Some economists warn that President Donald Trump's trade war with China and deficit-financed tax cuts will speed the arrival of a recession.
But don't tell that to Larry Kudlow, who is positively euphoric on the economy. Trump's top economic adviser thinks the recovery from the Great Recession, already the second-longest in history, could keep going until 2024.
"It's possible that a real growth cycle is in front of us for the next four, five or six years," Kudlow said Wednesday at the CNBC Institutional Investor Delivering Alpha Conference.
"This (recovery) may not be so long in the tooth," he said.
Not only does Kudlow's prediction defy the consensus thinking of economists, it stands in stark contrast to his own caution on the trade war with China.
"At the moment, the trade negotiations are kind of stalled," he said. Kudlow added that "we need to be careful" about adding pressure to Beijing because "they will come at our companies" operating there.
Still, he suggested that the slow but steady economic expansion since 2009 may just be a "prelude" to a "full-fledged recovery." He predicted booming business spending inspired by the Republican corporate tax cut.
It's true that the American economy is surging. Second-quarter economic growth is on track to zoom to 4.5%, according to a forecasting model from the Atlanta Federal Reserve.
"We are getting 3%. It might be 4% for a quarter or two. It may be plus," Kudlow said. "There's no recession in sight."
Federal Reserve Chairman Jerome Powell echoed that part of Kudlow's outlook before the House Financial Services Committee on Wednesday: "We're not forecasting a recession. We don't really see a recession coming."
However, few economists - if any - are calling for the recovery to last until 2022, much less 2024.
For starters, it's just too difficult to see that far out. Economists have trouble predicting the next few quarters, let alone half a decade.
In fact, some believe the risks of a downturn a few years from now are rising - at least in part because of Trump's policies.
"It's possible, but unlikely that the current expansion will continue for another five or six years," Mark Zandi, chief economist at Moody's Analytics, told CNNMoney in an email on Wednesday.
Zandi said major obstacles include the Trump administration's "anti-trade, anti-immigration and deficit-financed tax cuts and government spending increases."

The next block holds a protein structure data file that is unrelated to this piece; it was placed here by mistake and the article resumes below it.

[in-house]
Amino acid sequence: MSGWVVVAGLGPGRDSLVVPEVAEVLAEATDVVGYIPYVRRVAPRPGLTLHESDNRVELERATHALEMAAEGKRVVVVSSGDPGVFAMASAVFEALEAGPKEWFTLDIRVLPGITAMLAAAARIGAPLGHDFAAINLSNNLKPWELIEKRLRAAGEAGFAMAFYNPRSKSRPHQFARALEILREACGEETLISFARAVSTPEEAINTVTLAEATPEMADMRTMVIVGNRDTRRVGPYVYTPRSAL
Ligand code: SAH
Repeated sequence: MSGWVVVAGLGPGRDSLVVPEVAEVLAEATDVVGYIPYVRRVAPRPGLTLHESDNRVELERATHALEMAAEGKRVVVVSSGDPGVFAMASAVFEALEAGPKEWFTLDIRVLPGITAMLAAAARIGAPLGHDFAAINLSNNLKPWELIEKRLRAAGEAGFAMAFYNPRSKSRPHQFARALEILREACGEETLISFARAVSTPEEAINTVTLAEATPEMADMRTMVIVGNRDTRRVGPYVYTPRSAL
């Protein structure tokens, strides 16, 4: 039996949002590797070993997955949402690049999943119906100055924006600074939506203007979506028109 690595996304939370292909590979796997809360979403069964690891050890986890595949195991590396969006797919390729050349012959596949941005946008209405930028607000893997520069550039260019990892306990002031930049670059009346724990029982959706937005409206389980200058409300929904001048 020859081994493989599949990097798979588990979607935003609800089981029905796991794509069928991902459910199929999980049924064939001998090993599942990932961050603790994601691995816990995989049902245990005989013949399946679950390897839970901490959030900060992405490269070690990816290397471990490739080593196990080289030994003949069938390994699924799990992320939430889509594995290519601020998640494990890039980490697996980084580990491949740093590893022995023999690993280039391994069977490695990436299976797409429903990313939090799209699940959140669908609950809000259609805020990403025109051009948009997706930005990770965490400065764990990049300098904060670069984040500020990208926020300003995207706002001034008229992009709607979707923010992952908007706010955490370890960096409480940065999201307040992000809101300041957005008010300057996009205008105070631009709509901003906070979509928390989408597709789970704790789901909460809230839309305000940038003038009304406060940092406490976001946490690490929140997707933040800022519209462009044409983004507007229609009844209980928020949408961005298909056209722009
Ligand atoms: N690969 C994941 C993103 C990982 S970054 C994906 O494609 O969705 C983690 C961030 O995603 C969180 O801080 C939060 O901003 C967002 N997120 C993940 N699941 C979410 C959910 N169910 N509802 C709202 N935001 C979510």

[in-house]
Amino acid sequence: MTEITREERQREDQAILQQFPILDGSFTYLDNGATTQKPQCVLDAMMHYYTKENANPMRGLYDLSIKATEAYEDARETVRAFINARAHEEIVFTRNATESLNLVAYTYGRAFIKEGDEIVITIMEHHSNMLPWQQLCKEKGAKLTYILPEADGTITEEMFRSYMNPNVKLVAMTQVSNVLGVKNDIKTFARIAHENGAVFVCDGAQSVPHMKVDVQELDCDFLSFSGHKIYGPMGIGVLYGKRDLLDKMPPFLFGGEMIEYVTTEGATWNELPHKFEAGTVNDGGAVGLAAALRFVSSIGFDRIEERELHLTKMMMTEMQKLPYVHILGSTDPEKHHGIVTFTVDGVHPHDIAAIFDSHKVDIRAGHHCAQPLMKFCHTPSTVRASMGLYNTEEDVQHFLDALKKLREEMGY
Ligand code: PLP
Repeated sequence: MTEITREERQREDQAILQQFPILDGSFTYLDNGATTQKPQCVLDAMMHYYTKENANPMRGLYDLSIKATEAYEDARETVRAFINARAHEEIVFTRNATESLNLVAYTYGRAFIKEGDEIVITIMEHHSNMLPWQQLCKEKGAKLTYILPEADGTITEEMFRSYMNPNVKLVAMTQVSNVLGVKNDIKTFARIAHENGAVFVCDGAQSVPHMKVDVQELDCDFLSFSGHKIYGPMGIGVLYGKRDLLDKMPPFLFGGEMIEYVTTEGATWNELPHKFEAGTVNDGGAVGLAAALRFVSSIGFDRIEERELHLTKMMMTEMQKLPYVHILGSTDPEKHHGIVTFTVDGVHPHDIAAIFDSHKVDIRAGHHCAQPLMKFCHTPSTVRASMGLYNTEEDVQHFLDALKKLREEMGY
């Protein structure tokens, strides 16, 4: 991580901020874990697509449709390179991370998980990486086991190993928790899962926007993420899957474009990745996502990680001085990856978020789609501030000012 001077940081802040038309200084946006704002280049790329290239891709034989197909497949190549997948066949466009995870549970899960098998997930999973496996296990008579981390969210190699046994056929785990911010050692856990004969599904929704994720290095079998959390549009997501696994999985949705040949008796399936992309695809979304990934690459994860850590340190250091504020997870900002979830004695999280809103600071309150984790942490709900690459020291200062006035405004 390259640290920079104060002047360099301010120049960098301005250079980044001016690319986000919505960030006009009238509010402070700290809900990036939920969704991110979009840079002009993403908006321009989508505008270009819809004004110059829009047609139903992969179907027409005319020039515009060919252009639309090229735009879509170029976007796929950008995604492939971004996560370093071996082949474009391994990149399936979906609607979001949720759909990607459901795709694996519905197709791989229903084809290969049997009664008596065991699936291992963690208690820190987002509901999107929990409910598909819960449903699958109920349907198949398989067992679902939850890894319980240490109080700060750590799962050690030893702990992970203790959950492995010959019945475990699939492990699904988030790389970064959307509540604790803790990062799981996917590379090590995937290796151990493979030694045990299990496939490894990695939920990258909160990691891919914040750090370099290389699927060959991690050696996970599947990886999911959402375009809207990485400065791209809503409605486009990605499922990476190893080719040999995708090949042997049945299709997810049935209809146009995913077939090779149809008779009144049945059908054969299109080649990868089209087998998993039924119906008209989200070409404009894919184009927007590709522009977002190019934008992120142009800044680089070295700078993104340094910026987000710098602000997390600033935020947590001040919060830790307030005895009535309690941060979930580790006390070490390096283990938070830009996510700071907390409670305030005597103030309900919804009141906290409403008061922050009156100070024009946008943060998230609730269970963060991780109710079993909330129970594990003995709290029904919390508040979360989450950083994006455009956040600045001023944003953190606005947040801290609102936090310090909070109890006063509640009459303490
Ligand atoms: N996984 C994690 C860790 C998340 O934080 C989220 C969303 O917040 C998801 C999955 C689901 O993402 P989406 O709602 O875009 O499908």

Unemployment is so low - nearly the lowest in half a century - that eventually companies will run out of workers to hire unless immigration laws are changed.
"Given these policies," Zandi said, "the more likely scenario is that the economy will overheat this year and next, with rising interest rates, and result in a recession early in the next decade."
Ken Griffin, the billionaire CEO of hedge fund Citadel, said at Delivering Alpha that the risks are greater today than 18 months ago.
While Griffin expects "strong growth" over the next six to nine months absent a "catastrophe" on trade, the outlook for late 2020 and 2021 is "much murkier." He argued that the Republican tax cuts have "pulled forward" demand.
Kudlow offered a solution to that problem, though: more tax cuts. He said the White House is considering a second tax cut. While nothing has been finalized, Kudlow noted that some lawmakers want to make the individual tax cuts permanent.
"You may see not only a 2.0, but a 3.0," Kudlow said.
But some economists and investors are already sounding the alarm about America's surging debt. The nonpartisan Congressional Budget Office estimates that the tax law will add $1.9 trillion to the federal deficit through 2027.
Economists warn that by maxing out the credit card now, Congress will have less room to borrow to fight the next recession.
Jeff Gundlach, the billionaire investor who predicted the subprime mortgage crisis, said last month that he fears Washington is spending its way to a "suicide mission."
The federal government typically borrows to juice growth during a recession, not when unemployment is very low, as it is today.
"To double-down on deficit financed tax cuts now," Zandi said, "is precisely the wrong policy at the wrong time."
- CNNMoney's Donna Borak contributed to this report.